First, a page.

By Ethan James (Nottingham, England)
“It is the loneliest feeling to not know who you are.”
There isn’t many films which depict the transgender experience and there is even less which do it well. Most tend to villainize the transgender character or romanticising the situation somewhat. James Cameron is the person I would least expect to see this from yet somehow the impossible is achieved in a startling and beautiful manner.
Alita is a film about a young girl who is found in a scrapyard who has no idea who she is and where she comes from all she knows is that her body is not her own. Played by Rosa Salazar Alita has to find out who she is and her purpose of being built whilst trying to escape the creatures which are coming for her and the people she loves.
Cis-gendered audiences will most likely not see it how myself and other transgender people see it from this perspective, but this film without that context is still an achievement. It goes without saying that this film looks absolutely wonderful. It is clear that effort has been put into every single frame transcending your typical blockbuster the cinematography can only be compared to films like Ready Player One or Blade Runner 2049 for its futuristic and captivating presence. The performances are brilliant also Christoph Waltz manages to be a father figure in a dignified and mysterious way, and Keean Johnson, though his character is fairly underwritten, he manages to be likeable and enthusiastic as his role. Yet as normal Mahershala Ali shines as the empathetic villain showing that he is truly a talent and is someone who we should not underestimate.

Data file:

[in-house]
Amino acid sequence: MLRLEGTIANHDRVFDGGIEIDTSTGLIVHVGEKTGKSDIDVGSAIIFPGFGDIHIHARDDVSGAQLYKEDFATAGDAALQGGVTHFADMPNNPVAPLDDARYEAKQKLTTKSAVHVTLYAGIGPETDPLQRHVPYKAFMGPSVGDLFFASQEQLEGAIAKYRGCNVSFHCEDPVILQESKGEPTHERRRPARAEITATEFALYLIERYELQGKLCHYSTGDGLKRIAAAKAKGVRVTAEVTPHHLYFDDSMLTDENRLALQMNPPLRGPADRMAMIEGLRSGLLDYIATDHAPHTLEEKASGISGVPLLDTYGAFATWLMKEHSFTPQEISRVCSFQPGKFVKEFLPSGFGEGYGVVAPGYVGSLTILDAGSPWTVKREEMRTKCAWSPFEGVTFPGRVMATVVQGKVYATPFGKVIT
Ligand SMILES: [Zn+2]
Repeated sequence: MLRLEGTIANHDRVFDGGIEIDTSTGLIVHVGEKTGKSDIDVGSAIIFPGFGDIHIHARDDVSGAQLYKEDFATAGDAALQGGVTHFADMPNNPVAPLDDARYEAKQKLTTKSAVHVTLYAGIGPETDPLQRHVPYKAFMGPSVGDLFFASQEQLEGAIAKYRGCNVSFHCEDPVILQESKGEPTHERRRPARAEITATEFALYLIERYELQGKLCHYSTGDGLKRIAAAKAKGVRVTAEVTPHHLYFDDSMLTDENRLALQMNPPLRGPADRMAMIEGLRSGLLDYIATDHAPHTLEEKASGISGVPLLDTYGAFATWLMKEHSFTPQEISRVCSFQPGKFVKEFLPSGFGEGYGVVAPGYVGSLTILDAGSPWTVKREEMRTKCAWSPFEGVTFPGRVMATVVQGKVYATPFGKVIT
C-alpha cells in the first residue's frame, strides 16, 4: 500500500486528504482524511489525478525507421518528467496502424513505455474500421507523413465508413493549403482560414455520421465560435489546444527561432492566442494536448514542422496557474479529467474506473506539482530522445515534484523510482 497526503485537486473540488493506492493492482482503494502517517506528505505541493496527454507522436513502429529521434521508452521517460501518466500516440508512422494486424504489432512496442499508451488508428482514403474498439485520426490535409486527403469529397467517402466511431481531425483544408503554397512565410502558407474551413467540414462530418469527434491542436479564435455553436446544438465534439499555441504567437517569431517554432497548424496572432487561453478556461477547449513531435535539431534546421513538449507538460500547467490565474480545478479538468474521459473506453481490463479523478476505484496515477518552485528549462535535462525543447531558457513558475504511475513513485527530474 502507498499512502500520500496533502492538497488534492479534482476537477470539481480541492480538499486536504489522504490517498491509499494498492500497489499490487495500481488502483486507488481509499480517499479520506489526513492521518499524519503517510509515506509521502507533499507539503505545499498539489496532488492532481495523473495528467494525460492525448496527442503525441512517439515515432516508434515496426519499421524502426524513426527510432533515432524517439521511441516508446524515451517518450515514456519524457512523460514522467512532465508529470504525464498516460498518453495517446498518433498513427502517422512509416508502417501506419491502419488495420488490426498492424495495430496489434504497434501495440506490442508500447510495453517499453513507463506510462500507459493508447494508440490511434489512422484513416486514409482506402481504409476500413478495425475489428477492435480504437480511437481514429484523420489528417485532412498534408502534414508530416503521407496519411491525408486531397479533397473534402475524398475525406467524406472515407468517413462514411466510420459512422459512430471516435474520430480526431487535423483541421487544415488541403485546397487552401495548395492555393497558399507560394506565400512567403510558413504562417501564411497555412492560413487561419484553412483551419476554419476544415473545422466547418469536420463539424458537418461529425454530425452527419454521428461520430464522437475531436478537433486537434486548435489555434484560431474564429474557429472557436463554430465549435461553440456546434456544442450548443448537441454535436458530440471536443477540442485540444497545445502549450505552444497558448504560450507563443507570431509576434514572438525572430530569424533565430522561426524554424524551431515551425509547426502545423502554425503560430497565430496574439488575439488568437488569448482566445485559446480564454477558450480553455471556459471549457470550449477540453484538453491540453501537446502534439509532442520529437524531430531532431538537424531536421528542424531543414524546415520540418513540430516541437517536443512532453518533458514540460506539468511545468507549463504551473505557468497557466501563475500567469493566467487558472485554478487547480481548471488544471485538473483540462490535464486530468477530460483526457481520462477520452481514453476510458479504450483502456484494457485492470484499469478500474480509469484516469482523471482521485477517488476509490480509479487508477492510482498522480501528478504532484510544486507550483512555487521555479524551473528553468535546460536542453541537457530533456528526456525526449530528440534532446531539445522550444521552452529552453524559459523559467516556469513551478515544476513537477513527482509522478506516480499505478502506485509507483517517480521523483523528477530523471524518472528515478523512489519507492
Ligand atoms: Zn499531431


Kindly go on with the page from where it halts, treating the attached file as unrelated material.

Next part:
Though the story can sometimes get confusing and could overwhelm the audience the heart is still there as at its core it is about somebody trying to find themselves something that myself and many others relate to. Gender dysphoria is a difficult topic to address especially from someone who may not have felt it before yet watching Alita attempting to be the best person she can be by changing her body felt incredibly real and raw to watch. Watching Alita look at herself in the mirror was heartbreaking as it was clear she did not know what her body was and why she owned it, and as someone who has never seen my story being portrayed on screen before it was astounding. Watching her transform into her real body the one which belonged to her and seeing her smile like she has never before felt too real.
More likely than not it wasn’t Cameron’s intention for people to see it like this and it most likely is a badly written beautiful story about a girl becoming a fighter, yet whenever I tried to see it from an objective standpoint I always went back to envisioning myself in Alita’s shoes.
Cameron has somehow managed to make a film which appeals to all audiences, the ones who just want to see a hot anime girl fight bad guys, the ones who loved the anime, and the ones who are so desperate to see representation within this art form. Alita: Battle Angel isn’t perfect nor is it trying to be yet somehow it all works.
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